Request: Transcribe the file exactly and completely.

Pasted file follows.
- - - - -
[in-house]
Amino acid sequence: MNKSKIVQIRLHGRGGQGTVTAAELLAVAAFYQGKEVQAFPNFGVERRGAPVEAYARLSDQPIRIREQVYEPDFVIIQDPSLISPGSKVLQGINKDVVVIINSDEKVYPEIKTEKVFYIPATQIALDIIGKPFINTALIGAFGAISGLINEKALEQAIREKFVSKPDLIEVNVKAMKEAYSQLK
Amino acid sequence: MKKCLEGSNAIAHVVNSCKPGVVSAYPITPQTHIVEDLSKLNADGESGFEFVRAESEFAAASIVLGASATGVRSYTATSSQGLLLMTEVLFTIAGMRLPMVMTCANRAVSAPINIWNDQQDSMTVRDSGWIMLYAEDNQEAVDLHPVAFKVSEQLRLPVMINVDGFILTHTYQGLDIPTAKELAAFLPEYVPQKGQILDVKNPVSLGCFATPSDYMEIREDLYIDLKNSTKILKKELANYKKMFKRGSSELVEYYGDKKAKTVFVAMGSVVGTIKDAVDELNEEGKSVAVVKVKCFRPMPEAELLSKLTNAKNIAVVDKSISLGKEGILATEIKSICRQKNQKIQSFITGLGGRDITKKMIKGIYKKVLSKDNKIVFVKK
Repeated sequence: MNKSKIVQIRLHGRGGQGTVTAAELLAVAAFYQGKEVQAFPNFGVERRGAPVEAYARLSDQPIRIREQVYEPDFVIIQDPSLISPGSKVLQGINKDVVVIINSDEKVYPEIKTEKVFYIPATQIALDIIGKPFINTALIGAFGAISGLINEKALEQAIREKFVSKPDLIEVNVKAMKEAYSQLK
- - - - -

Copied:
[in-house]
Amino acid sequence: MNKSKIVQIRLHGRGGQGTVTAAELLAVAAFYQGKEVQAFPNFGVERRGAPVEAYARLSDQPIRIREQVYEPDFVIIQDPSLISPGSKVLQGINKDVVVIINSDEKVYPEIKTEKVFYIPATQIALDIIGKPFINTALIGAFGAISGLINEKALEQAIREKFVSKPDLIEVNVKAMKEAYSQLK
Amino acid sequence: MKKCLEGSNAIAHVVNSCKPGVVSAYPITPQTHIVEDLSKLNADGESGFEFVRAESEFAAASIVLGASATGVRSYTATSSQGLLLMTEVLFTIAGMRLPMVMTCANRAVSAPINIWNDQQDSMTVRDSGWIMLYAEDNQEAVDLHPVAFKVSEQLRLPVMINVDGFILTHTYQGLDIPTAKELAAFLPEYVPQKGQILDVKNPVSLGCFATPSDYMEIREDLYIDLKNSTKILKKELANYKKMFKRGSSELVEYYGDKKAKTVFVAMGSVVGTIKDAVDELNEEGKSVAVVKVKCFRPMPEAELLSKLTNAKNIAVVDKSISLGKEGILATEIKSICRQKNQKIQSFITGLGGRDITKKMIKGIYKKVLSKDNKIVFVKK
Repeated sequence: MNKSKIVQIRLHGRGGQGTVTAAELLAVAAFYQGKEVQAFPNFGVERRGAPVEAYARLSDQPIRIREQVYEPDFVIIQDPSLISPGSKVLQGINKDVVVIINSDEKVYPEIKTEKVFYIPATQIALDIIGKPFINTALIGAFGAISGLINEKALEQAIREKFVSKPDLIEVNVKAMKEAYSQLK